There is new hope for those suffering with Alzheimer’s disease. Previous reports have indicated that physical activity helps prevent the likelihood of developing dementia later in life. However a number of new studies confirm that exercise can also help alleviate the symptoms for those who already have the disease.
Physical activity reduces neuropsychiatric symptoms
A study done at the Danish Dementia Research Centre in Copenhagen involved 200 patients with mild to moderate Alzheimer’s symptoms. The study, which took place over a period of 16 weeks, divided patients between a control group performing no exercise and a group completing a supervised exercise program.
After the study time was complete, the researchers evaluated both groups for psychiatric symptoms, such as anxiety, irritability and depression. They found that the control group’s condition had deteriorated, while the exercising group experienced some improvement in symptoms.
It was observed that the patients attending the most exercise sessions and exercising energetically saw more marked improvement, and also exhibited better mental speed and attention.
Exercise reduces two key brain markers
Another recent study investigated the effect of exercise on the development of brain lesions associated with Alzheimer’s disease. Patients are often observed to have “tau tangles” which destroy a critical transport pathway within the brain. Higher incidence of these collapsed proteins is observed in those with more advanced illness, so this is considered a key physiological marker of Alzheimer’s.
This study involved 65 people with no regular exercise practice and mild cognitive impairment. The patients were divided into groups performing four weekly sessions of either cardio exercise or stretching. Results were evaluated after a six-month period.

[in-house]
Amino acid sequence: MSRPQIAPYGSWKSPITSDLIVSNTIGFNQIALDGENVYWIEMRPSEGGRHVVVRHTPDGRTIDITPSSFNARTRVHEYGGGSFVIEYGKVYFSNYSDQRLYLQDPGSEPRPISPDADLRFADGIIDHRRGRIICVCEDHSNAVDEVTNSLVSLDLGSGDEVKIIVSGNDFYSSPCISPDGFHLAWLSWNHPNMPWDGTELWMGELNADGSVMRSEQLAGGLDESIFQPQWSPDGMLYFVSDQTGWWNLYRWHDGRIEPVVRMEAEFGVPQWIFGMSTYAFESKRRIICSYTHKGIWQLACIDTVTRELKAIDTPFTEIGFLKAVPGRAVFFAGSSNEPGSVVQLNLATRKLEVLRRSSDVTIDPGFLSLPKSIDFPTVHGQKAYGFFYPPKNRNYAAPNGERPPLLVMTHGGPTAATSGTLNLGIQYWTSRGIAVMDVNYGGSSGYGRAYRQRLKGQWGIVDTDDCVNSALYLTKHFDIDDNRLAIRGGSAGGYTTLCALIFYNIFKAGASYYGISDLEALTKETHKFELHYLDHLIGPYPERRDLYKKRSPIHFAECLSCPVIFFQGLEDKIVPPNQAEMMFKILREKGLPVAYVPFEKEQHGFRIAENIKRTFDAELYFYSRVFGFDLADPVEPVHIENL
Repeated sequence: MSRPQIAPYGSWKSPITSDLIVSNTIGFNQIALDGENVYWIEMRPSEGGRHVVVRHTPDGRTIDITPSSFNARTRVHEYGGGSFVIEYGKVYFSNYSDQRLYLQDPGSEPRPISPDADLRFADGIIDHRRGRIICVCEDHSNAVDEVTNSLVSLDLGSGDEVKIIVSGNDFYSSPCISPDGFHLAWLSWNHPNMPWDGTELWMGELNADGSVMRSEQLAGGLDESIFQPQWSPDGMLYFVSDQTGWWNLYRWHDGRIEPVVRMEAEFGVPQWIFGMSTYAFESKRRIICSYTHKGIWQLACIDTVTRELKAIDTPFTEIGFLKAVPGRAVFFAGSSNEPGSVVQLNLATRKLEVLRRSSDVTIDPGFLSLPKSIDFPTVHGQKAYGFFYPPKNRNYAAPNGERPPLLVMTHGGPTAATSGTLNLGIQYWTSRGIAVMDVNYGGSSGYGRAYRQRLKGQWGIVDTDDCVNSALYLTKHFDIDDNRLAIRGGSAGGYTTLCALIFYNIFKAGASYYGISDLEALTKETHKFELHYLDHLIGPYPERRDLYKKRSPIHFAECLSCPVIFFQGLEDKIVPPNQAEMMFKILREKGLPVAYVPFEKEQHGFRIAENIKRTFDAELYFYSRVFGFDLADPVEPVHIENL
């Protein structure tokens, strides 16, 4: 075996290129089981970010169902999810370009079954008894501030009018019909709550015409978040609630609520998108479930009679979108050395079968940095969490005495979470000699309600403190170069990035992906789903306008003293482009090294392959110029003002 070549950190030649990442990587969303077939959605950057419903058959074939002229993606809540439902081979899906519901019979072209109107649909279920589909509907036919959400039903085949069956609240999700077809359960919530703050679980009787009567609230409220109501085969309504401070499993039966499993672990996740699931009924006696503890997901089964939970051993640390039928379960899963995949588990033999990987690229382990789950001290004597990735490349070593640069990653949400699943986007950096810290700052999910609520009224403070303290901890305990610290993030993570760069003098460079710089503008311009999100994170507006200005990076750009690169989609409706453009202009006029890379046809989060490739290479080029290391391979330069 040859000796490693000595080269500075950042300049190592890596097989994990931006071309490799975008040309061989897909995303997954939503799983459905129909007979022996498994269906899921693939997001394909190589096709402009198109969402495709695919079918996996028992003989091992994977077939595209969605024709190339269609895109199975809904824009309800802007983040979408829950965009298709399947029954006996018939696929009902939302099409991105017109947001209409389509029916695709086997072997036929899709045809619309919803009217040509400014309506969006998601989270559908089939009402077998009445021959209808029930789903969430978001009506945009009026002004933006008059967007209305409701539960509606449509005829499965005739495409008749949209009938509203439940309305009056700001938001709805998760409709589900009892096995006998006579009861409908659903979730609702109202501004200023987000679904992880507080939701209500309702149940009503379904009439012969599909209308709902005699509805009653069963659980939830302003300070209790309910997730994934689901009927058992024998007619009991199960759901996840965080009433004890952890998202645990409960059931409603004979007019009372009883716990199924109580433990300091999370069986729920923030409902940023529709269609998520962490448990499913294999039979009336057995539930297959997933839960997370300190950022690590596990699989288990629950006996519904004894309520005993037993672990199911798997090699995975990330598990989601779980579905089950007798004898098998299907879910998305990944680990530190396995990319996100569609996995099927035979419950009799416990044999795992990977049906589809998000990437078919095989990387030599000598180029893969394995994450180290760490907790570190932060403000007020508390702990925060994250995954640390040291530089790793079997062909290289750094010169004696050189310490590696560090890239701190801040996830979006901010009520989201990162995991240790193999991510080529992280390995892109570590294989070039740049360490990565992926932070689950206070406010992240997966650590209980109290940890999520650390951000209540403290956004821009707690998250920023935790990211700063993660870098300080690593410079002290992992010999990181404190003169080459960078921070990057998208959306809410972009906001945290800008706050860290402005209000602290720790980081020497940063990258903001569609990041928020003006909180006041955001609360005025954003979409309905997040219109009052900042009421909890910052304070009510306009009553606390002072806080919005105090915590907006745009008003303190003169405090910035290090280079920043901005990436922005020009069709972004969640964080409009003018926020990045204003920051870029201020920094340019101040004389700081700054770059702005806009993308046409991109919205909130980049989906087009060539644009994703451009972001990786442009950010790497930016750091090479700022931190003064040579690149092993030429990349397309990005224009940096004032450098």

The study authors reported that the group engaged in more vigorous exercise showed greater blood circulation in key areas of the brain and also reduced levels of tau proteins. They stated that the effects of this exercise-based lifestyle intervention exceed the ability of any drug currently on the market.
Previous scientific research has revealed that people with a high risk of Alzheimer’s, specifically those with a gene called APOE e4, tend to exhibit decline when they are sedentary. This is observed via the level of a toxic protein called beta-amyloid in the brain, which accumulates when a person does not engage in sufficient physical activity.
Other studies from 2011 and 2012 reported similar information, indicating that those who exercise more have greater activity and glucose uptake in the brain.
What type of exercise is best to protect against Alzheimer’s disease?
A research paper published in the Journal of Alzheimer’s Disease in 2013 recommends 150 minutes of activity each week. The participants in that particular study simply walked on a treadmill at a moderate pace for 30 minutes per day, five days a week over a period of 12 weeks. This was shown to increase activity in 11 different regions of the brain that are tied to identification and recall.
To prevent the onset of cognitive decline, movement which increases heart rate and blood circulation is best. This includes dancing, swimming, cycling or any other full-body exercise.
For those who are already showing symptoms, experts recommend safe, low-impact activity such as water aerobics. It’s beneficial if a person can maintain an enjoyable hobby, for example walking, gardening or tai chi.
It’s best to start and maintain a regular exercise regime as early as possible, since researchers have discovered that Alzheimer’s disease begins its onset decades before any noticeable signs appear. Those with the APOE e4 gene are particularly vulnerable to decline if they don’t exercise — one study found that hippocampal shrinkage (a hallmark of Alzheimer’s) can occur at a rate as fast as three percent in just 18 months.
It doesn’t take an expensive gym membership, a fancy spandex outfit, or the latest equipment — just get up and move! Put on a great song and move out of the sheer joy of living. Go outside, feel the sunshine and breathe the fresh air. It will do more than make you feel great, it will keep your brain healthy and active for years to come!
Liivi is an Integrative Nutrition Health Coach and is training to become a doula. She inspires women to find peace and personal power by taking control of health and fertility naturally. Liivi‘s passion is ancestral nutrition and primal lifestyle design. She and her partner Will live between Toronto, Canada and Queenstown, New Zealand.